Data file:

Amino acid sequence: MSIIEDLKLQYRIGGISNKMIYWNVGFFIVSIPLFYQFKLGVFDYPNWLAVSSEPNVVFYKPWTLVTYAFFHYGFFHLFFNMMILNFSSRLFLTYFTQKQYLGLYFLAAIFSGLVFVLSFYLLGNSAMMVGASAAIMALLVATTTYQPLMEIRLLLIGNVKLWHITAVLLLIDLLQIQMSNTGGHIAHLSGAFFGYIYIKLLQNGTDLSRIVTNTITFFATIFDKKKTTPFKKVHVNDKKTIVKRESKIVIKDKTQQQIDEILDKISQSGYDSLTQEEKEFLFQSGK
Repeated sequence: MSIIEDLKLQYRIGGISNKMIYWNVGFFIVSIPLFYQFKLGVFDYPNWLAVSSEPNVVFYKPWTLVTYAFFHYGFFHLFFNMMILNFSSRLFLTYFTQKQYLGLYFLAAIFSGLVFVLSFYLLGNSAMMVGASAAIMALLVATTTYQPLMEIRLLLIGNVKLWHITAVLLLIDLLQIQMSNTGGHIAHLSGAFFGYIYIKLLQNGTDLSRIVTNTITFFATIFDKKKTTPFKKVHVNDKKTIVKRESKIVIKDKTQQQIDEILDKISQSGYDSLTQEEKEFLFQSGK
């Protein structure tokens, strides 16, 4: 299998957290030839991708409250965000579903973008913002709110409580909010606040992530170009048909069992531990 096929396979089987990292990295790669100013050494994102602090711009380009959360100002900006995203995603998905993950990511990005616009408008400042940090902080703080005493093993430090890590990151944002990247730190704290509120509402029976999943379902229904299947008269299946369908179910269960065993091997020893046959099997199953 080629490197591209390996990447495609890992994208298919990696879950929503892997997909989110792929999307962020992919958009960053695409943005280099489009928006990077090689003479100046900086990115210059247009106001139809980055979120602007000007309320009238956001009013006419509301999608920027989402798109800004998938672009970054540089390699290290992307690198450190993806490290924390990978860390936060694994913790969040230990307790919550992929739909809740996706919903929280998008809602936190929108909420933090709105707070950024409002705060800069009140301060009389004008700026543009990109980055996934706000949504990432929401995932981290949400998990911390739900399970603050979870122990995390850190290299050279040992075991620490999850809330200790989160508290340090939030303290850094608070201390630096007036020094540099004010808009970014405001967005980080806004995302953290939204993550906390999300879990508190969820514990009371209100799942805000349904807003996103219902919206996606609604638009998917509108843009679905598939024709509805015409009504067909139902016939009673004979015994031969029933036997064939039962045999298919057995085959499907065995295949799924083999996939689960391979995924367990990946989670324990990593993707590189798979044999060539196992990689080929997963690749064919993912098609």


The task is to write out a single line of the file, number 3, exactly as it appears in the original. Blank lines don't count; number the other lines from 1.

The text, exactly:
């Protein structure tokens, strides 16, 4: 299998957290030839991708409250965000579903973008913002709110409580909010606040992530170009048909069992531990 096929396979089987990292990295790669100013050494994102602090711009380009959360100002900006995203995603998905993950990511990005616009408008400042940090902080703080005493093993430090890590990151944002990247730190704290509120509402029976999943379902229904299947008269299946369908179910269960065993091997020893046959099997199953 080629490197591209390996990447495609890992994208298919990696879950929503892997997909989110792929999307962020992919958009960053695409943005280099489009928006990077090689003479100046900086990115210059247009106001139809980055979120602007000007309320009238956001009013006419509301999608920027989402798109800004998938672009970054540089390699290290992307690198450190993806490290924390990978860390936060694994913790969040230990307790919550992929739909809740996706919903929280998008809602936190929108909420933090709105707070950024409002705060800069009140301060009389004008700026543009990109980055996934706000949504990432929401995932981290949400998990911390739900399970603050979870122990995390850190290299050279040992075991620490999850809330200790989160508290340090939030303290850094608070201390630096007036020094540099004010808009970014405001967005980080806004995302953290939204993550906390999300879990508190969820514990009371209100799942805000349904807003996103219902919206996606609604638009998917509108843009679905598939024709509805015409009504067909139902016939009673004979015994031969029933036997064939039962045999298919057995085959499907065995295949799924083999996939689960391979995924367990990946989670324990990593993707590189798979044999060539196992990689080929997963690749064919993912098609």